The Development of the United States from Colonies to a World Power

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Houghton Mifflin, 1918 - 355 sider
 

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Side 143 - In the discussions to which this interest has given rise and in the arrangements by which they may terminate the occasion has been judged proper for asserting, as a principle in which the rights and interests of the United States are involved, that the American continents, by the free and independent condition which they have assumed and maintain, are henceforth not to be considered as subjects for future colonization by any European powers...
Side 143 - In the wars of the European powers, in matters relating to themselves, we have never taken any part, nor does it comport with our policy so to do.
Side 305 - Having behind us the producing masses of this nation and the world, supported by the commercial interests, the laboring interests and the toilers everywhere, we will answer their demand for a gold standard by saying to them: You shall not press down upon the brow of labor this crown of thorns, you shall not crucify mankind upon a cross of gold.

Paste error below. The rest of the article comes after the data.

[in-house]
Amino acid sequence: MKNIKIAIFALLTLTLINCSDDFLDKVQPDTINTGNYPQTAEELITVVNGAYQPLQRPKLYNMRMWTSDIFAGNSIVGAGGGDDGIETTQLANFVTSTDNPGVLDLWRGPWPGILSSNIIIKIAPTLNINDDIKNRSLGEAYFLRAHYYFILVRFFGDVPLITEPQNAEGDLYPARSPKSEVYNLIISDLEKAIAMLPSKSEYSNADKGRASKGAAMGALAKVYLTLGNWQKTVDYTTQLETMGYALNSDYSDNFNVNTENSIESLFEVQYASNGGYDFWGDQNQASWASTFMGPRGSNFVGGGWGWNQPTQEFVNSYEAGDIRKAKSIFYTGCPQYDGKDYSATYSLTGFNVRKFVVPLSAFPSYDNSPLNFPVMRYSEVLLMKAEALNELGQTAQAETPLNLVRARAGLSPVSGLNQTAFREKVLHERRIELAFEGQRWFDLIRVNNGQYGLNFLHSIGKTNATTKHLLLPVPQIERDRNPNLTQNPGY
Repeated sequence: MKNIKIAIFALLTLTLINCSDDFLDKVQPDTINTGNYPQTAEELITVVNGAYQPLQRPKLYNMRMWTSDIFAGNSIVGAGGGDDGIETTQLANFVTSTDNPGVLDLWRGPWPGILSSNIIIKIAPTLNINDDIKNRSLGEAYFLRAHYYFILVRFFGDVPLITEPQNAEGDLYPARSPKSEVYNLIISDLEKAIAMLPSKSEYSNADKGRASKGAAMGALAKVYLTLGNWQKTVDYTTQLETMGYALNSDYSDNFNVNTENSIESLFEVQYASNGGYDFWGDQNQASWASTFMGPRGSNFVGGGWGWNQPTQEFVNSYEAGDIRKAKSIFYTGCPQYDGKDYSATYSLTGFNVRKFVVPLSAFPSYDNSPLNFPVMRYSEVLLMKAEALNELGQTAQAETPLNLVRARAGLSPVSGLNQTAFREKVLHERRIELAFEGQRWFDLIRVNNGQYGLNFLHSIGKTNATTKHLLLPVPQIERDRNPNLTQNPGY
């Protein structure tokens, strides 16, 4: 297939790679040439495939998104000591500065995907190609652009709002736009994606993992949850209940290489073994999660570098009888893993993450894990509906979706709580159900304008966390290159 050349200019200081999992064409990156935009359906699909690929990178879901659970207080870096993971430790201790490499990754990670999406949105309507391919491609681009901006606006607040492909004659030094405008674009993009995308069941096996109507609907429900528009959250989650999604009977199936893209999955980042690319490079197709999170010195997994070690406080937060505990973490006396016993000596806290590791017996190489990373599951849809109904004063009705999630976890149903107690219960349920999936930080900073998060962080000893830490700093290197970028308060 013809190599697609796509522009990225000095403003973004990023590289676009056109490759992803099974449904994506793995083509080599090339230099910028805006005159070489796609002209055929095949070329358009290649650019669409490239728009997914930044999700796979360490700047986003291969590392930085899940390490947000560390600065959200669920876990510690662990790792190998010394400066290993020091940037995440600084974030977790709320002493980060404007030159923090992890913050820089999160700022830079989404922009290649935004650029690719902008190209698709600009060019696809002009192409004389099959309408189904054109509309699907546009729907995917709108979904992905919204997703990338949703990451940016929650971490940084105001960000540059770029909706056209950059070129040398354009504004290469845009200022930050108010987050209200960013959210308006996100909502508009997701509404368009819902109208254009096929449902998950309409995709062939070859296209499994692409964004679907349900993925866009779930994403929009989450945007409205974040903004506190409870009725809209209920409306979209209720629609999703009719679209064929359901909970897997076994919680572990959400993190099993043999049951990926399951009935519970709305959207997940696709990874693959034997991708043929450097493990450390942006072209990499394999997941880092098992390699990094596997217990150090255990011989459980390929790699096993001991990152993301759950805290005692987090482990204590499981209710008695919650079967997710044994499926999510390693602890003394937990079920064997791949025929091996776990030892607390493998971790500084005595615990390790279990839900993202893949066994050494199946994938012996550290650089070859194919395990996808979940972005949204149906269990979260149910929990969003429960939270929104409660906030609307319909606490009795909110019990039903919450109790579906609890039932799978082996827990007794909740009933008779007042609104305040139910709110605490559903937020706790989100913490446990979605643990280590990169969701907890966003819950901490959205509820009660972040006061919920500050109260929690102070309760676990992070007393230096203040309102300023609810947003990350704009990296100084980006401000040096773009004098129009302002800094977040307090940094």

Side 144 - It is impossible that the allied powers should extend their political system to any portion of either continent without endangering our peace and happiness ; nor can any one believe that our Southern brethren, if left to themselves, would adopt it of their own accord. It is equally impossible, therefore, that we should behold such interposition in any form with indifference.
Side 302 - We meet in the midst of a nation brought to the verge of moral, political and material ruin.
Side 144 - With the movements in this hemisphere we are of necessity more immediately connected, and by causes which must be obvious to all enlightened and impartial observers. The political system of the allied powers is essentially different in this respect from that of America. This difference proceeds from that which exists in their respective governments.
Side 328 - To-day the United States is practically sovereign on this continent, and its fiat is law upon the subjects to which it confines its interposition.
Side 302 - The fruits of the toil of millions are boldly stolen to build up colossal fortunes for a few, unprecedented in the history of mankind ; and the possessors of these, in turn, despise the Republic and endanger liberty. From the same prolific womb of governmental injustice we breed the two great classes — tramps and millionaires.
Side 13 - European, hence that strange mixture of blood, which you will find in no other country. I could point out to you a family whose grandfather was an Englishman, whose wife was Dutch, whose son married a French woman, and whose present four sons have now four wives of different nations.
Side 201 - Ez fer war, I call it murder, — There you hev it plain an" flat; I don't want to go no furder Than my Testyment fer that; God hez sed so plump an' fairly, It 's ez long ez it is broad, An' you Ve gut to git up airly Ef you want to take in God.

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